WHAT'S HAPPENING: An Unassuming Beginning

Jul 30, 2014 0 comments
WHAT'S HAPPENING: An Unassuming Beginning

Originally published in Manayunk.com Magazine

By Scott Edwards

When the 25th edition of the Manayunk Arts Festival descends upon Main Street June 21 and 22, it’ll feature close to 300 artisans and artists spanning almost every conceivable medium and draw in excess of 200,000 potential shoppers and diners. It will be, by both measures, one of the largest of its kind in the Mid-Atlantic region, as it has been since its inception.

That first festival, in 1990, lured 100,000 to Main Street, many for the first time in years. It’s a number that pales in comparison to the current standard, but it was an immediate indication of the festival’s potential. Its success astonished everyone who participated in that first event. To themselves and quietly among each other, they hoped for the best, but none dared to dream quite that large.

This is a look back at how the inaugural Manayunk Arts Festival came to be, and how it changed the course of the next 25 years (and counting) in Manayunk, as told by those who were the most integral to its creation.

Dan Neducsin, founder  I was a developer in Manayunk trying to figure out how we could bring people to the street. A very good friend of mine who was a photographer told me he was just in an arts festival in Chestnut Hill. He estimated that about 5,000 people came. And I thought to myself, Wow, if we could get 5,000 people to the street, that would be great. That would give us exposure. So I got this idea. I didn’t know the first thing about an arts festival but I had a good idea where to start.

My good friend, David Lipson, is the owner of Philadelphia Magazine, so I went to him and said, “Would you sponsor an arts festival?” I think I asked him for a full-page ad and he agreed. Philly Mag gave me credibility and courage to pitch the festival. Jefferson Bank was opening and I said, “This would be a great way to introduce Jefferson Bank to Manayunk.” I think I asked them for $10,000 and they said yes! With these two big names on board I made a presentation to the Business Association of Manayunk [today, the Manayunk Development Corporation]. At the time, I remember they only had $14,000 in their treasury. Without hesitation they committed $10,000 of it. This really put me under pressure, because there I was, getting all this support, and everyone believed in me! I realized I had to figure out how to do it, and I did!

Barbara Boroff, original organizer  I was an experienced craft show organizer but Manayunk Arts Festival was really my first street show. I had a list of two or three thousand names and I put out all of them. It was a very exciting experience. I got a lot of people to respond, as many as I really needed for the first show, and good quality!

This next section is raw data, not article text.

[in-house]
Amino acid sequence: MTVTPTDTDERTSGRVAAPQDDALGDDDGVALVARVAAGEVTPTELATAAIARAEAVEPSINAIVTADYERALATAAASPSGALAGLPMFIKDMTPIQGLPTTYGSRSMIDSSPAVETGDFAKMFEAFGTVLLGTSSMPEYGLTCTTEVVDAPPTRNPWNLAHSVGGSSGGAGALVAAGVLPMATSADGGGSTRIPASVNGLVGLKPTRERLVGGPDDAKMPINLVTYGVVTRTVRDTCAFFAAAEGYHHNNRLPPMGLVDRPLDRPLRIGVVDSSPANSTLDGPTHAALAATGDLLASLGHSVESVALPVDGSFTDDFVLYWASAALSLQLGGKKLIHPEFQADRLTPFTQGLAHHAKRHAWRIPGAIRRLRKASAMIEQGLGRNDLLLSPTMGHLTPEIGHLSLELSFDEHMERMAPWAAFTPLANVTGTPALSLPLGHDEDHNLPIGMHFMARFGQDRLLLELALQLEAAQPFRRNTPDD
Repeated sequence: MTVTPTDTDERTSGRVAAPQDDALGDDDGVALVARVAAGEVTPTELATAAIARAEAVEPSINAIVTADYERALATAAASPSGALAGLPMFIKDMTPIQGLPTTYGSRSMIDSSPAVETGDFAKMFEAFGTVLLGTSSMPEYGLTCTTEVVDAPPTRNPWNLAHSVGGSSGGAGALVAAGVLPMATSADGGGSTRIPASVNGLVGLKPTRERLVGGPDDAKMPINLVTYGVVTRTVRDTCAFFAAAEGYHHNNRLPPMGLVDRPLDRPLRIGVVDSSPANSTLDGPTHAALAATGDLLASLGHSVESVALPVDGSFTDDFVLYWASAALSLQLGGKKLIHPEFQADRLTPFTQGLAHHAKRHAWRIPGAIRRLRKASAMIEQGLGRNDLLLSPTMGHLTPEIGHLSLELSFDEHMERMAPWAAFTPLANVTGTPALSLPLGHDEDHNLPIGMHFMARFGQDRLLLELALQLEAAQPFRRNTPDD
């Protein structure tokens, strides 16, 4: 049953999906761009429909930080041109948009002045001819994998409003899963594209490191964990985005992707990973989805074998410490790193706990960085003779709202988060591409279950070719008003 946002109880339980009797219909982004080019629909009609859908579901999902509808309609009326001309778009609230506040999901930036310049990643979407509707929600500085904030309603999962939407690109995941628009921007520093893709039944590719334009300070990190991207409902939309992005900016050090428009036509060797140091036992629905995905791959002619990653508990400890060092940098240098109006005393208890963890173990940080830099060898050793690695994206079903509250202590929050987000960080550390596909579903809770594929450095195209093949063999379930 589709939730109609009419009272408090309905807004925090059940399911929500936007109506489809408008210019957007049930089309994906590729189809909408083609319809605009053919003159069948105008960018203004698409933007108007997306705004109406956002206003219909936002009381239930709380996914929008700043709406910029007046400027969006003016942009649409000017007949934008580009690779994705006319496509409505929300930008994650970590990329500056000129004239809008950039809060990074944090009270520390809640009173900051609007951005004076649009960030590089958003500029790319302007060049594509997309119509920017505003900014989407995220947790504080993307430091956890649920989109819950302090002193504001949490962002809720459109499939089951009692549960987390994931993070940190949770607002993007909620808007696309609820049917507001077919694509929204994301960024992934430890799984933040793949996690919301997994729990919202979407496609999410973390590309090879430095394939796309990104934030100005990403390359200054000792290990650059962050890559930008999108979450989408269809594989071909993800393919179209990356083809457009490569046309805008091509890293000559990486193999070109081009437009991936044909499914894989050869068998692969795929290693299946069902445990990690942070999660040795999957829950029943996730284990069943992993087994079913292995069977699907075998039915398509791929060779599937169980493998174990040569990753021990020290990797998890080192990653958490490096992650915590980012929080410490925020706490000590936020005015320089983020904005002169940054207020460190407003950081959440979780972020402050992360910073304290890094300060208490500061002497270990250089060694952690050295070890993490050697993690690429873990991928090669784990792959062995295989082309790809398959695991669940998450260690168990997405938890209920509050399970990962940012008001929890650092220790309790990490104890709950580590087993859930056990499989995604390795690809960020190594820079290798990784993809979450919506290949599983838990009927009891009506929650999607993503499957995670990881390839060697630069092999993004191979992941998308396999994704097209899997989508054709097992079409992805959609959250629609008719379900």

Neducsin  About four weeks before the arts festival, I went to New Hope. They had an arts festival. It was a nightmare. It took me two hours to get into the heart of the town. So, I decided I was going to get remote parking lots. And we decided to make a commitment to a shuttle. That was one of the best things that I did.

Boroff  For the first couple years, we had to set up early Saturday morning, like at dawn. Then Saturday night the artists would take their booths down and we would set everything up again on Sunday morning. That was a nightmare and we changed it after a couple of years. Also we couldn’t mark the booth numbers on the street until the evening. So the night before, I guess around six o’clock, we started marking the street. It took everybody in my family came out and help to get the job on time.

Joan Denenberg, current Manayunk Marketing Consultant and Boroff’s daughter  We had a hard time figuring out how to lay out the street. They had it set up one way and then last minute Friday afternoon, they decided it should be another way, there were maybe 250 booths that had to be marked and it was down to the wire. I remember this clearly because I was seven months pregnant that first year, and here I was, with my whole family, hand-marking the street until two or three o’clock in the morning.

Neducsin  Our dream was to bring people to Manayunk, either to bring new visitors to the street or to help those who knew Manayunk rediscover us. We knew this festival would make a world of difference because people had this vision in their mind of this little mill town.

Denenberg  Everybody involved in the planning knew that it had potential, but nobody knew that it would take off like it did.

Boroff That first day of the festival when I walked the street, I bumped into a cousin who said, “My, God. I haven’t been to Manayunk since I bought my furniture.” And that’s when I knew it was a success. I said, “Wow. This is everything we hoped for.”

Neducsin  Instantly after the festival my phone began to ring off the hook  with people looking for properties to open up a business. I personally got more aggressive and any time I’d see a property come up for sale I was interested. After a while, because I had so many properties, I knew what direction I wanted to see Manayunk go, I selected merchants who I thought would be unique and bring people to Manayunk. I didn’t want to do chain stores.

Denenberg  This sort of signature event from a branding standpoint—we didn’t really use those words back then, but you knew that to help create Manayunk as a destination that we really need something big. The arts festival was that “big idea” right off the bat and still is today.

Neducsin  In the beginning, I had tremendous resistance from some people. But it turned to be so successful that it gave us more money to promote Manayunk, and even better, it gave us exposure that lasted 365 days.

Denenberg  It really became the backbone of funding the rest of the marketing and events for Manayunk.


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